Grope Away

Atlantic bloggers are singing in unison in general support of tomorrow's Opt-Out Day, on which travelers will protest intrusive and ineffective backscatter scanning technology by opting for intrusive and ineffective crotch-fondling instead.  But Slate's William Saletan thinks it's "idiocy" and implies that he hopes that The Atlantic's Voices get felt up good and proper as punishment.

He writes:

Ignore these imbeciles. Their plan would clog security lines and ruin your holiday for no good reason. They don't understand the importance of the electronic scans. They're wrong about the scanners' safety. And from the standpoint of dignity, their advice is insane. If you opt out of the scan, you'll get a pat-down instead. You'll trade a fast, invisible, intangible, privacy-protected machine inspection for an unpleasant, extended grope. In effect, you'll be telling TSA to touch your junk.

This imbecile's junk won't be touched tomorrow, at least not in any way that's any of Saletan's business.  I won't be flying in the U.S.  But when I eventually do get ushered toward one of the backscatter booths, I'll certainly opt for molestation instead.  It's difficult to believe Saletan can't understand why.

I'll leave aside the issue of the safety of the machines, except to point out a few concerns that deserve more shrift than Saletan or the TSA give them.  What surprises me is his obtuseness on question of dignity.  The Opt-Out crowd knows that opting out will mean "an unpleasant, extended grope."  If the point of the day were to pass rapidly through airport security without being groped, they would indeed by imbeciles.  One might also say (drawing an analogy to a somewhat more serious protest) that Rosa Parks actually took more, not less, time to get home when she refused to give up her seat.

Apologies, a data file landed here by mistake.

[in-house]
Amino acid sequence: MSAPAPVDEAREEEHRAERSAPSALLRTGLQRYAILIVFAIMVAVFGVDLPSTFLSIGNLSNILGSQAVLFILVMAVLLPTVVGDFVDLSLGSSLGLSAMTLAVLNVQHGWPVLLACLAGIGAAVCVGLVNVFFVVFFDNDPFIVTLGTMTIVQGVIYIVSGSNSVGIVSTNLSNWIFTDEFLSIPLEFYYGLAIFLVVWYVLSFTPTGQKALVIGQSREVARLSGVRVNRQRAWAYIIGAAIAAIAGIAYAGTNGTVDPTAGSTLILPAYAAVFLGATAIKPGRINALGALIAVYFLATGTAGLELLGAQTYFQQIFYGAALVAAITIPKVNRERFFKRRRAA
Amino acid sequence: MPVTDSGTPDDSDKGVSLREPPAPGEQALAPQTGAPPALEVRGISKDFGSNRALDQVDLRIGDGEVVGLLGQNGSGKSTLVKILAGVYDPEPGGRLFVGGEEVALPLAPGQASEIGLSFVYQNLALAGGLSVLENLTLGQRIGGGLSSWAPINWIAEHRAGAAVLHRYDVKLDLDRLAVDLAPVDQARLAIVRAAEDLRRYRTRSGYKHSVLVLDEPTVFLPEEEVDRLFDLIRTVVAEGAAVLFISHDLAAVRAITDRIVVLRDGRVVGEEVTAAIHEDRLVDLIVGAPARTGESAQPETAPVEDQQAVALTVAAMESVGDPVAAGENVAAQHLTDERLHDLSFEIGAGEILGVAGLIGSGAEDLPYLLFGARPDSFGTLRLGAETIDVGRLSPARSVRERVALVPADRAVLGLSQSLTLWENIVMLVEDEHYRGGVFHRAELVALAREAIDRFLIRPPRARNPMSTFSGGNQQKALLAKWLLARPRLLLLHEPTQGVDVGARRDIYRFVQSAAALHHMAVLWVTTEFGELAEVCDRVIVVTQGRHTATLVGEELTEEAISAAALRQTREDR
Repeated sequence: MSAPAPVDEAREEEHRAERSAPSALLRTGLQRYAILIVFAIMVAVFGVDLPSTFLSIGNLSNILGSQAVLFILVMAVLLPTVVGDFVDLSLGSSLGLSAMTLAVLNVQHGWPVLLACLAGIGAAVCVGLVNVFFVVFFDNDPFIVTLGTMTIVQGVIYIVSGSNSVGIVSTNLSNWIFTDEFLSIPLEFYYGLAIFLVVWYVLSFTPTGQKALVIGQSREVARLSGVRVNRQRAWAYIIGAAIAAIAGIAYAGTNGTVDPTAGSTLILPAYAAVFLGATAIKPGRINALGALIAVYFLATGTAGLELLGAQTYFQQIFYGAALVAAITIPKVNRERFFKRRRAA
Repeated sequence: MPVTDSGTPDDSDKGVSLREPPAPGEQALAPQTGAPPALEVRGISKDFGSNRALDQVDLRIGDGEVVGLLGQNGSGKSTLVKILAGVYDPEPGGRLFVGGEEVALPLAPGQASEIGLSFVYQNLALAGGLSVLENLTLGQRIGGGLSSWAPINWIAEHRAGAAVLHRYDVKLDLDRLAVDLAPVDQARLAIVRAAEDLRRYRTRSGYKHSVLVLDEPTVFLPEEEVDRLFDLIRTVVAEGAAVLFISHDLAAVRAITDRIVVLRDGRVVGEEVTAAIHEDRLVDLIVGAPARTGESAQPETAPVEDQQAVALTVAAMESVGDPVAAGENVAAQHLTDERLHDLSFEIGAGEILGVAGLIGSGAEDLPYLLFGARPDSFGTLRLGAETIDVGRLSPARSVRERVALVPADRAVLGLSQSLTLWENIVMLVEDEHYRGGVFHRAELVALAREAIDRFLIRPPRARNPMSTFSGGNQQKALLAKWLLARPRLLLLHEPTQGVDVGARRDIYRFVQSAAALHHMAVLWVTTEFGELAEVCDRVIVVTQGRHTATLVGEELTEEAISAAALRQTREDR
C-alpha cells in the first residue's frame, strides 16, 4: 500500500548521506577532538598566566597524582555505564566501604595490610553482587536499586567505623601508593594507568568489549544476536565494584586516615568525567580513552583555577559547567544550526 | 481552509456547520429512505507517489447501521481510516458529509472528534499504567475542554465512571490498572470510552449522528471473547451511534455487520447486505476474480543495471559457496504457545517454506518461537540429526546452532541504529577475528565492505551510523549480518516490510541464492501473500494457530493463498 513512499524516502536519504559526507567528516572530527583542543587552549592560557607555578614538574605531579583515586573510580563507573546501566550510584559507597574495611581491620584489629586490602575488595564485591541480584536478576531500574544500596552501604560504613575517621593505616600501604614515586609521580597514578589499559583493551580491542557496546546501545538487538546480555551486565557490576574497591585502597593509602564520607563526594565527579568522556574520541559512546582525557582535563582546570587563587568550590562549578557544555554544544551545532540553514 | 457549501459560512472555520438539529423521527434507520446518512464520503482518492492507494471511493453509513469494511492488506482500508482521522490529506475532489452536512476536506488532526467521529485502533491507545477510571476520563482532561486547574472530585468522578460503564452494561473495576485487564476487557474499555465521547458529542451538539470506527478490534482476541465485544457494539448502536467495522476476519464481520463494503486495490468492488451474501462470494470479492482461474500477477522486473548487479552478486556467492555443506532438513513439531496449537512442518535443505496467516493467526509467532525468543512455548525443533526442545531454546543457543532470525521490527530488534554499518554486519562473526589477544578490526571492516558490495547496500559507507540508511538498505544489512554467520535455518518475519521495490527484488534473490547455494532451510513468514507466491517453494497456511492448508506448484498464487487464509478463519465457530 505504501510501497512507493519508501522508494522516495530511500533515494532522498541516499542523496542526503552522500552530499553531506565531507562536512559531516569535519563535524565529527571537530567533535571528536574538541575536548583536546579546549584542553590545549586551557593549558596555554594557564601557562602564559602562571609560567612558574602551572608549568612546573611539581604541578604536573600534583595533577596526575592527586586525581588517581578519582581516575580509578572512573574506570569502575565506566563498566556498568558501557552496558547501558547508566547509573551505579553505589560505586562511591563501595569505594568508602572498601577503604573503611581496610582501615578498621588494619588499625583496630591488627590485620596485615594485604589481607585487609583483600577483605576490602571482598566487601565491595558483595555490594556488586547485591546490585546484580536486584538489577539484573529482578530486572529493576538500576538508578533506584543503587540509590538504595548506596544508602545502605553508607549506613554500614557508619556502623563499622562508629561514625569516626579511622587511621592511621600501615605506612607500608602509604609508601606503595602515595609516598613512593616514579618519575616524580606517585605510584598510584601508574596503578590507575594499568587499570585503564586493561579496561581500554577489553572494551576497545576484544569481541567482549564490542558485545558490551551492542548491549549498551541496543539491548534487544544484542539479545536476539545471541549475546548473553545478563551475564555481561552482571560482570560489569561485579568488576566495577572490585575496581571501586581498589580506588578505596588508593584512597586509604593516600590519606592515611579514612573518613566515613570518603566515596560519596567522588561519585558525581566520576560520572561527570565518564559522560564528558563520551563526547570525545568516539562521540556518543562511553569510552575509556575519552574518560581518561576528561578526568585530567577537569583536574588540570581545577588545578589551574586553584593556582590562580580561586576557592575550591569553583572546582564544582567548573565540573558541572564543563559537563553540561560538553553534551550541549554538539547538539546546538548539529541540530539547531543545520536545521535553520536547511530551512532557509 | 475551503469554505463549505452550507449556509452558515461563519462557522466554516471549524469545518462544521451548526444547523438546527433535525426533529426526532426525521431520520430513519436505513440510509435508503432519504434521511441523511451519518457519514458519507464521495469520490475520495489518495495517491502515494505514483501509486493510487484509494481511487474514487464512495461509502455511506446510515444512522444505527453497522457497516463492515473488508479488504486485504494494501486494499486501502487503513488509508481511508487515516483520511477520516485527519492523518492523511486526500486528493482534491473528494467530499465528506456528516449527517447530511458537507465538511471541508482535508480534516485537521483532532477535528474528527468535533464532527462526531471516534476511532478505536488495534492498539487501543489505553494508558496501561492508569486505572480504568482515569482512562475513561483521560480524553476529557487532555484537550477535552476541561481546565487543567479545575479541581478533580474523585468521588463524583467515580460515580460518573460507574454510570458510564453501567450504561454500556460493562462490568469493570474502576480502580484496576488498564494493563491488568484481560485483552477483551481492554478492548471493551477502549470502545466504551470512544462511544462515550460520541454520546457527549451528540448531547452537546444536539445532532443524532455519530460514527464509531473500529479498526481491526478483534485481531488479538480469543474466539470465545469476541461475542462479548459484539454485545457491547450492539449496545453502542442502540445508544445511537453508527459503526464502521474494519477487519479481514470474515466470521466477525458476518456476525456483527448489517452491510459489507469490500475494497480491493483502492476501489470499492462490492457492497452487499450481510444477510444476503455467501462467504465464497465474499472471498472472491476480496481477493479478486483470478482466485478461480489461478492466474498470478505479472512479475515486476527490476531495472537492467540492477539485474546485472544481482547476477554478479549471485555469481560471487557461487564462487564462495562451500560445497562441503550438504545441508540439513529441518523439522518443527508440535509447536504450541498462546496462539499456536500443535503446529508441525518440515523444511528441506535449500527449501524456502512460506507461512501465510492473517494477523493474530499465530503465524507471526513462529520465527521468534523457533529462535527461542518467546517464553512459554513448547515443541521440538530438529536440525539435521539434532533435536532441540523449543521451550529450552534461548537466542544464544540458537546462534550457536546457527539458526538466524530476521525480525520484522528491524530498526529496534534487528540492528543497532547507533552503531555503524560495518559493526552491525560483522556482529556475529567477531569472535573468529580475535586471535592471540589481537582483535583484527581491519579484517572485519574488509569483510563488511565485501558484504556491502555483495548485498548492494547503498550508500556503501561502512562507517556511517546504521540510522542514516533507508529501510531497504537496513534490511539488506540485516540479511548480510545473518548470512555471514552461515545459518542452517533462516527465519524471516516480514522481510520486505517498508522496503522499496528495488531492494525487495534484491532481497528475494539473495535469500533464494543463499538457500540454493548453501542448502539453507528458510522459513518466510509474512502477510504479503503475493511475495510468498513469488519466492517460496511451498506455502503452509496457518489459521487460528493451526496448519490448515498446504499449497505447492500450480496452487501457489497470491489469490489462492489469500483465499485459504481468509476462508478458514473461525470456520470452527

The point is to be publicly robbed of dignity, in a way that draws attention to policies and registers a public protest against them.  The Opt-Out crowd consists of a coalition of those who hate strangers' touching their privates, those who think the security-versus-liberty calculus is out of whack, and those who think the scanners are inadequate to the threats posed by terrorists because (as Goldberg keeps saying) they do nothing to stop the anus-bomber threat.  Apparently the directive to feel up passengers has already upset actual TSA screeners; that's part of the point.  Indignity is the short-term goal.  Dignity plus safety is the long-term goal.

My favorite (semi-)defense of the scanners so far has come from Tyler Cowen, who has a predictably heterodox take, suggesting that (among other things) we adjust our attitudes toward nudity to be more in line with Europe's: Freikörperkultur comes to America.  I'm all in favor of that, though German nudism should be the subject of a later, lengthier post.  Meantime, I'd rather those cultural norms shift on their own schedule, rather than because the TSA thinks it needs to irradiate me and see a picture of me naked to keep air travel safe.
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Graeme Wood is a contributing editor at The Atlantic. His personal site is gcaw.net.

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